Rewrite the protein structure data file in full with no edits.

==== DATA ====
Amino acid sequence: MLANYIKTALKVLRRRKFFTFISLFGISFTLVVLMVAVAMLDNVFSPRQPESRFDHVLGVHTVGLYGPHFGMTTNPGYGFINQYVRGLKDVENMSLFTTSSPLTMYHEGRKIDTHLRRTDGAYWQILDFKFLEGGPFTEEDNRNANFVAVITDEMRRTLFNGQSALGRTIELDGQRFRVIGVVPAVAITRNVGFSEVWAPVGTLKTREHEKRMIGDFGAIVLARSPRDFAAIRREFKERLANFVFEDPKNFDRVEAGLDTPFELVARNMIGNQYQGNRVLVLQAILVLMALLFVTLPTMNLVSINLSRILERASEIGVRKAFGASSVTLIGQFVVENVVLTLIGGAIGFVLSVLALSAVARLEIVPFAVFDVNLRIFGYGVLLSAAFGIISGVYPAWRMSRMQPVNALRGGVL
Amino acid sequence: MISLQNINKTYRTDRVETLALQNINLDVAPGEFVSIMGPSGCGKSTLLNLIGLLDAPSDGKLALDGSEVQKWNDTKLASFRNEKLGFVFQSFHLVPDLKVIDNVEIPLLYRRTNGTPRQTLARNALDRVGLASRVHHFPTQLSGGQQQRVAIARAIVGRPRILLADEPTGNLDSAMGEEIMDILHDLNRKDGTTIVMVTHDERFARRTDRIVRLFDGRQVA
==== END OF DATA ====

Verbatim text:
Amino acid sequence: MLANYIKTALKVLRRRKFFTFISLFGISFTLVVLMVAVAMLDNVFSPRQPESRFDHVLGVHTVGLYGPHFGMTTNPGYGFINQYVRGLKDVENMSLFTTSSPLTMYHEGRKIDTHLRRTDGAYWQILDFKFLEGGPFTEEDNRNANFVAVITDEMRRTLFNGQSALGRTIELDGQRFRVIGVVPAVAITRNVGFSEVWAPVGTLKTREHEKRMIGDFGAIVLARSPRDFAAIRREFKERLANFVFEDPKNFDRVEAGLDTPFELVARNMIGNQYQGNRVLVLQAILVLMALLFVTLPTMNLVSINLSRILERASEIGVRKAFGASSVTLIGQFVVENVVLTLIGGAIGFVLSVLALSAVARLEIVPFAVFDVNLRIFGYGVLLSAAFGIISGVYPAWRMSRMQPVNALRGGVL
Amino acid sequence: MISLQNINKTYRTDRVETLALQNINLDVAPGEFVSIMGPSGCGKSTLLNLIGLLDAPSDGKLALDGSEVQKWNDTKLASFRNEKLGFVFQSFHLVPDLKVIDNVEIPLLYRRTNGTPRQTLARNALDRVGLASRVHHFPTQLSGGQQQRVAIARAIVGRPRILLADEPTGNLDSAMGEEIMDILHDLNRKDGTTIVMVTHDERFARRTDRIVRLFDGRQVA